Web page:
President Cyril Ramaphosa’s decision to put his authority behind not just the cause of land reform in South Africa, but the expropriation of land without compensation, is political risk-taking of the highest order. If it works, he may succeed in building support for the ruling African National Congress ahead of the 2019 general election, as well as neutralizing his populist opponents inside and outside the ANC. But it also has considerable potential for blowback, with Ramaphosa ultimately pleasing no one and alienating important constituencies at home and abroad. This inevitably raises some broader questions. Why has a president with a […]

Robert Habeck, center, and Anton Hofreiter, right, leaders of the Greens, celebrate the results of the Bavaria state elections, Munich, Germany, Oct. 14, 2018 (AP photo by Kerstin Joensson).

While much has been made of the rise of the far-right Alternative for Germany, or AfD, party, it was the left-wing Greens that recorded the biggest gains in last week’s state elections in Bavaria. By winning more than 17 percent of the vote, the Greens nearly doubled their total from Bavaria’s last elections in 2013 and will enter the new state parliament as the second-largest bloc. Their success amid the ongoing collapse of Germany’s political center was a sign that across the spectrum, and not only on the right, voters are beginning to harden around the political extremes. If that […]

Communist Party General Secretary and Vietnamese President Nguyen Phu Trong delivers a speech at the National University of Public Service in Budapest, Hungary, Sept. 11, 2018 (AP photo by Balazs Mohai).

When President Tran Dai Quang of Vietnam died suddenly last month, shortly before he was scheduled to visit New York and address the United Nations General Assembly, the usual condolences poured in from foreign dignitaries. But the news did not prompt grief among human rights watchdogs, who have criticized Vietnam’s brutal suppression of political dissent. Phil Robertson, deputy director of the Asia division at Human Rights Watch, summed up his reaction in two words: “Good riddance!” Quang, a security sector apparatchik who rose through the ranks to become minister of public security, was elevated to the largely ceremonial post of […]

Russian President Vladimir Putin, left, and U.S. National Security Adviser John Bolton during their meeting in the Kremlin, Moscow, Russia, Oct. 23, 2018 (AP photo by Alexander Zemlianichenko).

U.S. National Security Adviser John Bolton is in Moscow for meetings with senior Russian officials, including President Vladimir Putin, as the U.S. prepares to officially withdraw from a key Cold War-era arms reduction pact. The Intermediate-Range Nuclear Forces (INF) Treaty, which was signed in 1987 by then-President Ronald Reagan and Soviet leader Mikhail Gorbachev, bans all ground-based ballistic and cruise missiles with a range between 500 and 5,500 kilometers. Washington has repeatedly accused Moscow of violating the treaty for years. That, along with concerns over the rising threat from other U.S. rivals who are not bound by the deal’s terms, […]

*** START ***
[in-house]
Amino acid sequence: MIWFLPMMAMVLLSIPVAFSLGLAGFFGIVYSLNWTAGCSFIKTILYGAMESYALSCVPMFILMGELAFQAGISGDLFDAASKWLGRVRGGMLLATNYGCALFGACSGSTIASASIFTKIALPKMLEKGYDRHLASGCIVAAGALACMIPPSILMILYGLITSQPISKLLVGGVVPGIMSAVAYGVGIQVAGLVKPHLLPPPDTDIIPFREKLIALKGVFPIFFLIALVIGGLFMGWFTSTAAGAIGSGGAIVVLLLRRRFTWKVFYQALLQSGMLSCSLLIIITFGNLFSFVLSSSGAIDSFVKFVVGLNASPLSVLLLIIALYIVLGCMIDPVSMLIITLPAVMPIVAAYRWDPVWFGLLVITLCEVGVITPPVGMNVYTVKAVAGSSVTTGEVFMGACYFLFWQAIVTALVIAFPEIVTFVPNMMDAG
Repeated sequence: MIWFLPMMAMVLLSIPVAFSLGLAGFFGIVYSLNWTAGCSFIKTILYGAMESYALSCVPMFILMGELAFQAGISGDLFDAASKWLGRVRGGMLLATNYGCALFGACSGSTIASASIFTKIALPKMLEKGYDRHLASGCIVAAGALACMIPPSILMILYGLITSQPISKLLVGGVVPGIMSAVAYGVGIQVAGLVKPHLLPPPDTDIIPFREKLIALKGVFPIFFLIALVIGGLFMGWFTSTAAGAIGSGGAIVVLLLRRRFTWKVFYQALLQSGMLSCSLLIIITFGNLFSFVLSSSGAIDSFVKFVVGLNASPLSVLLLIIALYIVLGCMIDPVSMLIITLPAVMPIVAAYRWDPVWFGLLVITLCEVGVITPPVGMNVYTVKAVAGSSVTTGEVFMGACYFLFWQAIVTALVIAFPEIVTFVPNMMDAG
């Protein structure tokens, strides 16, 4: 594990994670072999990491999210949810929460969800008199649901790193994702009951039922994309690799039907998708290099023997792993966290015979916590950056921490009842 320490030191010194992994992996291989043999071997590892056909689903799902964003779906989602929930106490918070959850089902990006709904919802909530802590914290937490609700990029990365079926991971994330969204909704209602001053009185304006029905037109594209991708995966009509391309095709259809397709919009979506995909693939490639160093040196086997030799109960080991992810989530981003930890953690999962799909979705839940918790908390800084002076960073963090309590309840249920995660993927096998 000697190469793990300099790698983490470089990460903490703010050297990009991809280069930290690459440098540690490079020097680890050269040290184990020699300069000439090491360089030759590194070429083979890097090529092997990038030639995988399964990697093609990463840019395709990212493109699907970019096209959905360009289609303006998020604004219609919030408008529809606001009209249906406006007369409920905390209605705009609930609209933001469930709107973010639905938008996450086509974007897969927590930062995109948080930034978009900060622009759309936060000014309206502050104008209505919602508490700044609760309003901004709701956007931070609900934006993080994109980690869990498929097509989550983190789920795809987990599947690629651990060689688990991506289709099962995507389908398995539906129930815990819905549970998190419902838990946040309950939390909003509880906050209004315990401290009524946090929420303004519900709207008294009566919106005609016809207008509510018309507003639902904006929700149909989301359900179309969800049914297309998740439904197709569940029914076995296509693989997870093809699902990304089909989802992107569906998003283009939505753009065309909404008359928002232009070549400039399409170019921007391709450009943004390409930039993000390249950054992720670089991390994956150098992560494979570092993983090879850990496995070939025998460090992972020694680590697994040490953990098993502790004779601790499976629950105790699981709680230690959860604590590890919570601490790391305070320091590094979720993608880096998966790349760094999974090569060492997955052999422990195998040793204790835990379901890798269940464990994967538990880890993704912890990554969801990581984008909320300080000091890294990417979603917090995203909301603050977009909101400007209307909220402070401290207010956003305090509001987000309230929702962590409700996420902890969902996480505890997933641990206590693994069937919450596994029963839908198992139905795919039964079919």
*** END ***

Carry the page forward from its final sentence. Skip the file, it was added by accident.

U.S. Lt. Col. William Clark, second from left, talks with Gen. Abdul Raziq, a police commander in southern Afghanistan, on the outskirts of Spin Boldak, Afghanistan, Aug. 7, 2009 (AP photo by Emilio Morenatti).

In one fell swoop last Thursday, a gunman eliminated two of the most powerful officials in Afghanistan’s Kandahar province and critically injured a third. The Taliban quickly claimed credit for the attack, which killed Gen. Abdul Raziq, who held the title of provincial police commander but was in reality a prominent 39-year-old warlord in an official uniform. In the past decade, the Taliban’s insurgency has grown to cover all corners of the country, swarming the non-Pashtun northern crescent and pushing to reclaim southern Afghanistan. The Taliban has made gains in Helmand and Uruzgan provinces, with advances more recently into neighboring […]

Bangladeshi students participate in a protest, Dhaka, Bangladesh, Aug. 4, 2018 (AP photo by A. M. Ahad).

Bangladesh’s prime minister, Sheikh Hasina Wajed, doesn’t seem to be taking any chances before national elections in December, in which she hopes her Awami League will win an unprecedented third consecutive term in office. While she seeks the domestic and international legitimacy that was missing in her 2014 election victory, after arguably the most bloody and controversial polls in the country’s history, she also can’t afford to lose a zero-sum contest with the opposition Bangladesh Nationalist Party, or BNP, which her government has made more toxic with a series of increasingly coercive measures against it. The second objective has overshadowed […]

Peru’s President Martin Vizcarra attends a ceremony marking the army’s anniversary in Lima, Peru, Sept. 21, 2018 (AP photo by Martin Mejia).

Casual observers of Peruvian politics can be forgiven for not being able to keep up with recent events there. Opposition leader Keiko Fujimori was released from jail on Wednesday, just a week after her provisional detention on suspicion of money-laundering. Meanwhile, earlier this month, President Martin Vizcarra strong-armed Peru’s Congress—where Fujimori’s conservative Popular Force party has a majority—into approving a referendum on his signature package of political and judicial reforms. Vizcarra has a good chance of winning that vote, which is set for Dec. 9, but not everyone is convinced that it’s the best prescription for the long-term health of […]

Migrants wait to be transported to a police station after being rescued in the Strait of Gibraltar, Algeciras, Spain, June 26, 2018 (AP photo by Emilio Morenatti).

Roughly 300 people will wade into the shallow water off the coast of Libya today, moving under the cover of night and according to the shouted instructions of their smugglers. Most will have come from sub-Saharan nations like Nigeria and Eritrea, having traveled for months along a route plagued by armed gangs and predatory police for the opportunity to climb into a rubber raft and float toward a future in Europe and beyond. In 2016 and 2017, nearly 8,000 migrants drowned while attempting this dangerous Mediterranean crossing. In his address to the United Nations General Assembly late last month, U.S. […]

Presidential candidate Jair Bolsonaro, of the right-wing Social Liberal Party, arrives for a press conference in Rio de Janeiro, Brazil, Oct. 11, 2018 (AP photo by Leo Correa).

In the first round of their country’s most tumultuous presidential election in recent history, Brazilians voted overwhelmingly for far-right populist Jair Bolsonaro, who fell just short of winning outright. The clear favorite heading into the runoff later this month, the former army captain has run a defiant and deeply divisive campaign—attacking women, racial minorities and LGBT rights, and romanticizing Brazil’s Cold War-era military regime. The stakes of this election are of course high for Brazilians, who are dealing with a years-long economic and political crisis that has crippled the country, on top of rising crime. But migrants fleeing the dictatorship […]